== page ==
Taking Advice From the Past To Save the Future

You know those Sci-Fi films where the protagonist receives an unexpected visit from their future self, heralding grave news of a disastrously sticky end if they don’t do an incredibly important task, that can conveniently be achieved within the 75 minute remainder of the movie?

The kind of scenario that always throws up the problem: “Well, if they complete the mission, then that version of the future will no longer exist. Therefore the character won’t be able to return to the past to warn themselves about avoiding said disaster. But without such a warning, the bad things will happen anyway. Ah, but then if they… no, that won’t work… unless they manipulate the space-time continuum…? Yes! No. Wait… using the graviton emissions of a nearby worm hole…. perhaps… Multiverse theory would allow… would allow… wo- Oh look: time for Hollyoaks!”.

Anyway, I experienced something like that this evening, at a sisters-circle I attended – but in reverse.

The topic was: “Remembrance of Allah: What does it really mean?”.

We covered the basics of how remembrance is more than just the dhikr you recite on the prayer mat, after salat. It’s in your words, your actions, and the thoughts you have in between. It’s in the everyday, mundane activities that all human beings must engage in to survive, or at least, to have what they consider to be a ‘normal’ life.

I remained surprisingly quiet for the first half of the gathering. Normally, that is something I consciously aim for – or should I say, fight for. My nafs is always screaming to be the centre of attention. However, my usual urge to loudly express my opinions over that of others, was largely absent. I almost felt a little disconnected from my surroundings; I had to give myself a mental slap every now and then, in order to wake up and give proper attention to the discussion at hand.

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Then, we arrived on the issue of time wasting. The sister next to me – a friend who I’ve known for a while now – began to share an anecdote:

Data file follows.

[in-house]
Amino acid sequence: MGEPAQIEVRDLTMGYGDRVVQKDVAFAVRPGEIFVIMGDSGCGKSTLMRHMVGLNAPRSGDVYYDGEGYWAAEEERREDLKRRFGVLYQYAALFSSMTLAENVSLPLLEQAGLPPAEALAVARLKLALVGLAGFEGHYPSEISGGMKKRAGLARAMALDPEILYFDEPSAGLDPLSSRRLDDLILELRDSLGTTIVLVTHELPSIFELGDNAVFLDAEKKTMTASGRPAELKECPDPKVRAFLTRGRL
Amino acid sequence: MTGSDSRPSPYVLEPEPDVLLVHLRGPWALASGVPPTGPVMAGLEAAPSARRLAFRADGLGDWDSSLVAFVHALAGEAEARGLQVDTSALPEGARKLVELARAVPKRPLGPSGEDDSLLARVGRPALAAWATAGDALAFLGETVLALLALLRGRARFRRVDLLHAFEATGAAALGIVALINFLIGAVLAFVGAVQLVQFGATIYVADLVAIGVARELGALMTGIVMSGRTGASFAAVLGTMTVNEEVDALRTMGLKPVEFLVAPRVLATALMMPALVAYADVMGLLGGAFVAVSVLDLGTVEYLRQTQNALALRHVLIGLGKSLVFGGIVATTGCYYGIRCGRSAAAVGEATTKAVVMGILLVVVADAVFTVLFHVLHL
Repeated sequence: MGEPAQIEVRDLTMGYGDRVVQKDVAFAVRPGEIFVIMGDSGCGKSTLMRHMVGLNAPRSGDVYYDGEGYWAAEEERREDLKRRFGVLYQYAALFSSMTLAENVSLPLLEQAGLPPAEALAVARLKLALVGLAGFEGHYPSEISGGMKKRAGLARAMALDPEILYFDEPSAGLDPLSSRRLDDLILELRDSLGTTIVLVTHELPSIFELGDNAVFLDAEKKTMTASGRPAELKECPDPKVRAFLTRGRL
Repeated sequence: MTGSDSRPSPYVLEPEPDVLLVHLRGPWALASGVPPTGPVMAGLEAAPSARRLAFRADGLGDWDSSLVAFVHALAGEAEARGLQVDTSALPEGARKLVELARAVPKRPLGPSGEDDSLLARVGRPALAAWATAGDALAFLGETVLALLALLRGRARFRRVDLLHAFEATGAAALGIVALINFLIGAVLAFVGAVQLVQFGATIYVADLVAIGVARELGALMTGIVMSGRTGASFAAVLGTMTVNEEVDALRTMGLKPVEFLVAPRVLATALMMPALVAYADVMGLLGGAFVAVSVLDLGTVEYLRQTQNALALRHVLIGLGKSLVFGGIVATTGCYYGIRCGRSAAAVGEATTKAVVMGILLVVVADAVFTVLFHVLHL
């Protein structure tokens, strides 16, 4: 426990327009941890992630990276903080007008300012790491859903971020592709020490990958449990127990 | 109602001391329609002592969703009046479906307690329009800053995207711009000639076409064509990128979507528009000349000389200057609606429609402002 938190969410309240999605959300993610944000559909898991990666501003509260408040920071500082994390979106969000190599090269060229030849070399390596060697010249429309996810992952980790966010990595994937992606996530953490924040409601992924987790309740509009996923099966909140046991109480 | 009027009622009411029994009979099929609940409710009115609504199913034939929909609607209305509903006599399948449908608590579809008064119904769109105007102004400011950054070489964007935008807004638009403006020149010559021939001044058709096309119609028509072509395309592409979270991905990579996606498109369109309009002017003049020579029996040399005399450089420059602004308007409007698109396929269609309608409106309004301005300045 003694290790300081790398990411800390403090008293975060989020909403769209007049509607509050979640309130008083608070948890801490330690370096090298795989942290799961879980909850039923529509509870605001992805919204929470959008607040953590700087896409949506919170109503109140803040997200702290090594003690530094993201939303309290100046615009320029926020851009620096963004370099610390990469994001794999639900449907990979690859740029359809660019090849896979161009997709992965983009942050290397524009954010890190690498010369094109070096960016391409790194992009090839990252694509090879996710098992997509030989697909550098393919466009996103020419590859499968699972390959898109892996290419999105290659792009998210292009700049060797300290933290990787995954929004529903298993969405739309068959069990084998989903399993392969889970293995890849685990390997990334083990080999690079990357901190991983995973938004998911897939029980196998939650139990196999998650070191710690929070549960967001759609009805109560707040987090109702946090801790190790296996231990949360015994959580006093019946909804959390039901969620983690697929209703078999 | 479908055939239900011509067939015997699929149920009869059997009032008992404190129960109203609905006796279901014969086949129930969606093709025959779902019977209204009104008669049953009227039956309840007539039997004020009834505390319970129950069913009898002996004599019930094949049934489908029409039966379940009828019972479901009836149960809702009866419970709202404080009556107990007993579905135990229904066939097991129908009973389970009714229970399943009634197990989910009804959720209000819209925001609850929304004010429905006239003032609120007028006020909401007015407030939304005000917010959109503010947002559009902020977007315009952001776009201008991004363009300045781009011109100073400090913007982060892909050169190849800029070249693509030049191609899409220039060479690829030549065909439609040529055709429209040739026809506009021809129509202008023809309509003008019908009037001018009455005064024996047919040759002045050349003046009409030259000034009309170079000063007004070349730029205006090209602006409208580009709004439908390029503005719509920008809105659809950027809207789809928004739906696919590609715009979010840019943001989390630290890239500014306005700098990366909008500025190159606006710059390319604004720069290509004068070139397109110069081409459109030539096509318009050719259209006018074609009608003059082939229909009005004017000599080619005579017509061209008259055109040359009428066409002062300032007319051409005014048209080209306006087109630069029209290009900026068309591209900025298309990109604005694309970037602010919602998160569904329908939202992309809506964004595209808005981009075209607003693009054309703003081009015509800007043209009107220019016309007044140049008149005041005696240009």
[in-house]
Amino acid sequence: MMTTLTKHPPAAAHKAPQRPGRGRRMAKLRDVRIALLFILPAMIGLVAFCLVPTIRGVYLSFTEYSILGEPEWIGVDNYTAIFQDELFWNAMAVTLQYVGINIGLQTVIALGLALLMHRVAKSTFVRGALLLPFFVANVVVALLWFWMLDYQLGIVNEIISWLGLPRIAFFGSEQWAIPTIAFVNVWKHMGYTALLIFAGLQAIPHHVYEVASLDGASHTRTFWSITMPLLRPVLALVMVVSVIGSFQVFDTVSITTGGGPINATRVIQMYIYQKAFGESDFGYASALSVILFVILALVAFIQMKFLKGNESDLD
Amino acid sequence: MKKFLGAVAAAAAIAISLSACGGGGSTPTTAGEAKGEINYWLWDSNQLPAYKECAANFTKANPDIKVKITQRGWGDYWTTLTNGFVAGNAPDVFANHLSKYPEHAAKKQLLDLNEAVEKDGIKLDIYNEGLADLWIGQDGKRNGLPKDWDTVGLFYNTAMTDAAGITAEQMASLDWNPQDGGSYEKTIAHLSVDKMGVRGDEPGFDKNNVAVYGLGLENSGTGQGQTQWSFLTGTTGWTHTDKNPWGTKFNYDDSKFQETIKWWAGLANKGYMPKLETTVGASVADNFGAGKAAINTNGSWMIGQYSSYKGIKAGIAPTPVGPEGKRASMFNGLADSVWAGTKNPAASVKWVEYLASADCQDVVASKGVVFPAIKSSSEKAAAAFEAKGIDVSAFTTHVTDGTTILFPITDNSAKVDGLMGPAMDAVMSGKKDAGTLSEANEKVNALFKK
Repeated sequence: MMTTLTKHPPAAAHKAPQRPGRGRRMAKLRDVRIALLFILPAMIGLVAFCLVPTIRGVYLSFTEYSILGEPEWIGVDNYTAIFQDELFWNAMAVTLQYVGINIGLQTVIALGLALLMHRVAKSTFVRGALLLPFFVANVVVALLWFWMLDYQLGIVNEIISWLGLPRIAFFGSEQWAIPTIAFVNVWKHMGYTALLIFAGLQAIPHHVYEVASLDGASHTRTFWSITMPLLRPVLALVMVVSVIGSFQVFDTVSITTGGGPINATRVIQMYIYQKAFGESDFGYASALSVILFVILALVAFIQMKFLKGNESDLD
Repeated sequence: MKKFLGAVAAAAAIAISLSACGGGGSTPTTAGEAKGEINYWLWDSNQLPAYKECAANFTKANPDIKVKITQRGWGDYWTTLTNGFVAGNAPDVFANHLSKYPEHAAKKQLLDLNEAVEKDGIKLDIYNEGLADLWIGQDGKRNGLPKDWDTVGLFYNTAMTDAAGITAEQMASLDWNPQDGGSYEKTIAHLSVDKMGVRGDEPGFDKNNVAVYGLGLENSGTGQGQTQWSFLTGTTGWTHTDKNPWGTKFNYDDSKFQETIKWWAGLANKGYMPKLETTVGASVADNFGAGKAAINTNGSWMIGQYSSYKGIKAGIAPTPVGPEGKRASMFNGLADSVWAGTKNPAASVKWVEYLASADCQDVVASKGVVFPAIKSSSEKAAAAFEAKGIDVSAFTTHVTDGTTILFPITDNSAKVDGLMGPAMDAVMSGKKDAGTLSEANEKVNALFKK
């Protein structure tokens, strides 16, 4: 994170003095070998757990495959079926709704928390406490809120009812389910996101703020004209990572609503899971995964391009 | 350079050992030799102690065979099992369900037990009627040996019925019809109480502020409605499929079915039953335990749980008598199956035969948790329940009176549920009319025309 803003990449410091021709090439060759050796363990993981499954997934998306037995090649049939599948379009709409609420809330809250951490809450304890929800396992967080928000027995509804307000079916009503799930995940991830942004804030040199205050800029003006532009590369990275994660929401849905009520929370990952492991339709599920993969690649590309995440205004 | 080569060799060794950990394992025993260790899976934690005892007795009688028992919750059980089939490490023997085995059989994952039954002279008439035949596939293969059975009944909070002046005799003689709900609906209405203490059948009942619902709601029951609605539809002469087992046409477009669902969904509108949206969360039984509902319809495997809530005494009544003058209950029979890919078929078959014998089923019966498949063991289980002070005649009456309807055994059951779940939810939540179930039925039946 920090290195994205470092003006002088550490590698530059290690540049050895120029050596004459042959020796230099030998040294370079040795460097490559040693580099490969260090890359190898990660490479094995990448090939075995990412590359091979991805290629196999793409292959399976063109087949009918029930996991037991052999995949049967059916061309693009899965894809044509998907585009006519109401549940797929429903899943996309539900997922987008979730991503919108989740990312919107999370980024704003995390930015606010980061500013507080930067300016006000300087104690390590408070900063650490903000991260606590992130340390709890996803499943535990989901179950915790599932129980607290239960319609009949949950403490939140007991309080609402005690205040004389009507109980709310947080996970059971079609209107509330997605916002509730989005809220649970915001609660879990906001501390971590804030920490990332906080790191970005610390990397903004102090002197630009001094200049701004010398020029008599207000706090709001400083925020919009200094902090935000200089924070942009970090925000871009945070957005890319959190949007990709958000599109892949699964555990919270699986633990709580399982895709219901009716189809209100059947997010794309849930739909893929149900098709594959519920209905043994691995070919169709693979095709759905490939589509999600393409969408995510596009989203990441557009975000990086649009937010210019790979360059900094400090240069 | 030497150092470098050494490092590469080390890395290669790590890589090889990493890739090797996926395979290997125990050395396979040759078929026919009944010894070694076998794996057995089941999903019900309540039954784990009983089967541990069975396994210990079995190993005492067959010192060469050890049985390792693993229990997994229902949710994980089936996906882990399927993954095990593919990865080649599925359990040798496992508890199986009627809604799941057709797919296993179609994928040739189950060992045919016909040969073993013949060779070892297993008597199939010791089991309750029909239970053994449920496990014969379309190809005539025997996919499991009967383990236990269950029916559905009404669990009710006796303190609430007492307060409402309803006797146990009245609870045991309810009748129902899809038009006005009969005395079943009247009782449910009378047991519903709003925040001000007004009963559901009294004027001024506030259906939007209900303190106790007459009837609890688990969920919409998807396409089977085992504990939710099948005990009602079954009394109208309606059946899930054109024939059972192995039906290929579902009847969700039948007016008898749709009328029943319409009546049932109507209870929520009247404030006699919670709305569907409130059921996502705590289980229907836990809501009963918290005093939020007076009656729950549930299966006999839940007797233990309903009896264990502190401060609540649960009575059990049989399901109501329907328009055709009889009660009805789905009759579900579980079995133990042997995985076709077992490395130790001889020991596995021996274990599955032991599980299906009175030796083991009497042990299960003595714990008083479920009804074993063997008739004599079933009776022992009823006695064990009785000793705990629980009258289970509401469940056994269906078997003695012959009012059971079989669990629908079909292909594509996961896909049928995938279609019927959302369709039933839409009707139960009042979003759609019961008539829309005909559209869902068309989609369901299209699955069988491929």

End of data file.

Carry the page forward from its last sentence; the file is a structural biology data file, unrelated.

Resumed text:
“I don’t want to embarrass anyone here by mentioning some good advice I heard a few years back, at the circles we used to have at Oxford House. A sister there mentioned how much time we waste in activities we don’t consider to be harmful. For example, flicking between TV channels, trying to find something to watch. How much time do we spend on that? If we thought about it before hand, i.e., ‘Will this bring me closer to Jannah, and further me from An-Nar’, would we do it at all?”

She then turned around and looked at me.

“What? Are you talking about me? Did I say that?”, I asked, confusedly.

She responded in the affirmative.

I was amazed. Amazed that, one: I still can’t remember saying anything of the sort (though I can definitely imagine ‘past me’ doing so); and two: that the advice stuck with my friend so well, that it actually altered her actions to a degree, and she can quote me several years later.

However, what scares me more than my memory fail, is the fact that ‘present me’ doesn’t speak like that much, any more. I still believe in the same realities, but my beliefs are a lot more internal; almost muted. When I hear other people using that kind of language, it doesn’t seem as natural as it once did. Like, I would have to flip a switch inside my mind to think like that again.

I consider that to be a bad sign. A sign of my deteriorating spiritual health.

The good news is that change is within my grasp, insha’Allah. I can be rebuilt; I have the technology. And best of all, it won’t cost me six million rupees. [Note: this hilarious sketch briefly features a non-hijabi (from 1:18-2:02, to be exact)]